I am seeking a highly motivated PhD student to join this exciting project on the macroevolution of mutualisms. Students with background including computer science, applied mathematics and environmental science are encouraged to apply in addition to those from pure biological sciences. The scope of the project can be modified in function of the students interests and skills. The student will work with a team of internationally renewed scientists.
Background Mutualisms –cooperation between species– are ubiquitous and linked to major transitions in the history of life, such as the evolution of eukaryotes or the conquest of the land by plants. They have allowed the diversification of new lineages, permitted species to access otherwise inaccessible resources and radically modified Earth’s geochemical cycles. Yet, understanding the origins and evolutionary trajectories of mutualistic dependences remains a major challenge. What macroecological drivers explain the macroevolutionary patterns of mutualism? Where and in what conditions do mutualism breakdown? Are the drivers convergent or divergent in major plant/insect mutualisms, namely defence against herbivores, seed dispersal, and pollination? The student will test whether climatic factors, plant habit and density-dependence predict the gain, maintenance or loss of mutualistic dependence, using large-scale phylogenetic comparative approaches and the largest plant phylogenies available.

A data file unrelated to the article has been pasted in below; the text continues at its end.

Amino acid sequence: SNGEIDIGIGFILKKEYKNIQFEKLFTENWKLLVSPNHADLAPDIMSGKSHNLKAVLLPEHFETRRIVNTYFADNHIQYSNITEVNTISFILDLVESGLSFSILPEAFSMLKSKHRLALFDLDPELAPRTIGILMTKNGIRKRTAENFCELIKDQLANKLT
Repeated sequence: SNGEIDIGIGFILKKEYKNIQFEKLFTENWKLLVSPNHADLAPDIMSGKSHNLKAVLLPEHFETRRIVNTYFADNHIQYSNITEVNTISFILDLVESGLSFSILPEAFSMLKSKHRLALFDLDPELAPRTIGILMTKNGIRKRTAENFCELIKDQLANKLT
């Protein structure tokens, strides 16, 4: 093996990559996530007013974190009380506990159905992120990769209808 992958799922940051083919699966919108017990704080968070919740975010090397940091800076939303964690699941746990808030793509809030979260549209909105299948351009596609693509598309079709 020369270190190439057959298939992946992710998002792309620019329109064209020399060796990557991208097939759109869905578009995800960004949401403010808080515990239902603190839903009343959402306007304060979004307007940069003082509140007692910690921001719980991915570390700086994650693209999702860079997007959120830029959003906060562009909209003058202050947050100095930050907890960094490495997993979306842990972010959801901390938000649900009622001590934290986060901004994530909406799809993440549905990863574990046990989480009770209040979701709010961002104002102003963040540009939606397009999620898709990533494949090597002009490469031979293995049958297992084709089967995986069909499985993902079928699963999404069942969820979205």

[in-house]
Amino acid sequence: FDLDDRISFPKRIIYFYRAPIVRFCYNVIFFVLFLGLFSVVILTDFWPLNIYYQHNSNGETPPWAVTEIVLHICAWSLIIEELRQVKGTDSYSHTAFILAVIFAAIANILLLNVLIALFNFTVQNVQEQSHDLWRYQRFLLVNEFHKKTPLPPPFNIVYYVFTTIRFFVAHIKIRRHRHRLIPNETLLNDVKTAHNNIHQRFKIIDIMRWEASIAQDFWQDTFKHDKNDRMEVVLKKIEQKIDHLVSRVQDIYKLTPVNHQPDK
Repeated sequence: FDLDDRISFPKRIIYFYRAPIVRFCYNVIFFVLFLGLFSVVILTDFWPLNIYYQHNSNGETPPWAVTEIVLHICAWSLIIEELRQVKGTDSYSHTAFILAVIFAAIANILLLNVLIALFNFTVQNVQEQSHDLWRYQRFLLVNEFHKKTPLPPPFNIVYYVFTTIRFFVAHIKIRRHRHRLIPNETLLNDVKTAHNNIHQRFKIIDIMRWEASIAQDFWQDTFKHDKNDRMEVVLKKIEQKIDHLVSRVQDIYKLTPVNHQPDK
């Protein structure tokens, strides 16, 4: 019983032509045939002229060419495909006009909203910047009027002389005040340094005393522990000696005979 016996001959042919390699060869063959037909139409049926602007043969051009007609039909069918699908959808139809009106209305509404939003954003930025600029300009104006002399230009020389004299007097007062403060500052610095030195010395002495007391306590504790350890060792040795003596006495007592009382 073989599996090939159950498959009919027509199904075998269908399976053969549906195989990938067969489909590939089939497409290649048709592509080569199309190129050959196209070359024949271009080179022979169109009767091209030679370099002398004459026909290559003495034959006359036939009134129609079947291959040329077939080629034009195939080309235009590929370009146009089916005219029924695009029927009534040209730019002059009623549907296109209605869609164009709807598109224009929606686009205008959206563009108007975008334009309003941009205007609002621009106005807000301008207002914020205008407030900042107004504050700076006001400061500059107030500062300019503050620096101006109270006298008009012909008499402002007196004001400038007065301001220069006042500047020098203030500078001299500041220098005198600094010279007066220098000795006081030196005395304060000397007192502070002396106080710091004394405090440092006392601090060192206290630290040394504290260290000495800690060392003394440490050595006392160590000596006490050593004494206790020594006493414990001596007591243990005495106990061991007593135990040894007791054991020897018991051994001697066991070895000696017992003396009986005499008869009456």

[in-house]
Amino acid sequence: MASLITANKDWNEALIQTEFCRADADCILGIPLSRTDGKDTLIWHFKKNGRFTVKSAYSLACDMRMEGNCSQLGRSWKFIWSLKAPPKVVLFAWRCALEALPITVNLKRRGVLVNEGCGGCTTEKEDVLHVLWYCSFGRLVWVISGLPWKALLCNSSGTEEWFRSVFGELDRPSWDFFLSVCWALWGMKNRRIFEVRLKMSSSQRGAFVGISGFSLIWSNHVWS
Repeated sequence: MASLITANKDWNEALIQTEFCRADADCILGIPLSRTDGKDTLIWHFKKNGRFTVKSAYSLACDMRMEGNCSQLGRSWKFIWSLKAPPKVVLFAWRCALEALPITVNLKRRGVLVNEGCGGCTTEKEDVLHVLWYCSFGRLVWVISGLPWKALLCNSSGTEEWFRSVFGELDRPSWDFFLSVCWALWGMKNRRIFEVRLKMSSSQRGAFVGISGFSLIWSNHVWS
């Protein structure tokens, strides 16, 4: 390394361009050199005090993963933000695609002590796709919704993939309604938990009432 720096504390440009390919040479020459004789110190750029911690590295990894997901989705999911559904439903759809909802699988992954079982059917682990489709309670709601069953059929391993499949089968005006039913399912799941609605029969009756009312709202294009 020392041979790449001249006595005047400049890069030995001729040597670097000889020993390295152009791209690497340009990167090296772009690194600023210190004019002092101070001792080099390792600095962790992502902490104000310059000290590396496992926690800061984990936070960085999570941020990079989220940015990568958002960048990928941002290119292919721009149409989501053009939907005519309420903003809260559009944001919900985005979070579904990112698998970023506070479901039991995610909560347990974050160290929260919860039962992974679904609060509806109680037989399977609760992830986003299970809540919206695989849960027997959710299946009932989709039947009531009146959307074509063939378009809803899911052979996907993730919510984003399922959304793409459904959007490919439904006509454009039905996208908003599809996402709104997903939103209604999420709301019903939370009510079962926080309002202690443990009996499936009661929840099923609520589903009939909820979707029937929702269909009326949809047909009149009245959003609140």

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Aims The student will conduct comparative conduct comparative phylogenetic analyses using the largest plant phylogenies available (e.g. Zanne et al. 2014 Nature ) and large plant mutualism databases assembled by the PI for pollination, seed dispersal, plant defense as well as already available mycorrhizal fungus. The student will perform various phylogenetic and spatial analyses to test potential drivers of the global macroecological patterns such as climatic variables, plant traits. The student will then design comparative tools adapt trait evolution (e.g. Brownian Motion, Orstein-Ulhenbeck) and biogeographic models (e.g. DEC) that explicitly model mutualistic interactions.
Methodology This project will use (i) a wide range of large-scale phylogenetic comparative methods, (ii) spatial linear analyses to tests for spatial correlates of mutualism and climate; (iii) simulation-based inference techniques, such as Approximate Bayesian Computation (ABC), to fit the model of trait and range evolution.
Timetable of Activities Year 1: Clean databases, perform large scale comparative analyses. Year 2: Finish comparative analyses of the large datasets, perform mapping and spatial linear analyses. Develop new phylogenetic comparative tools and select groups to test them. Year 3: Test the new tools developed, finish all analyses and write up thesis.
Novelty The proposed PhD project is novel and timely for several reasons: the large-scale comparative approach is only possible now that both analytic tools, global phylogenies and datasets are available. This project will provide a novel leap forward by revealing the drivers of mutualism breakdown in some of the world’s most important mutualisms. As a result, I anticipate that this will result in several high-profile publications.
Student Training The student will receive training in (1) phylogenetic comparative methods; (2) simulation-based inference techniques, such as Approximate Bayesian Computation (ABC); (3) spatial mapping analyses.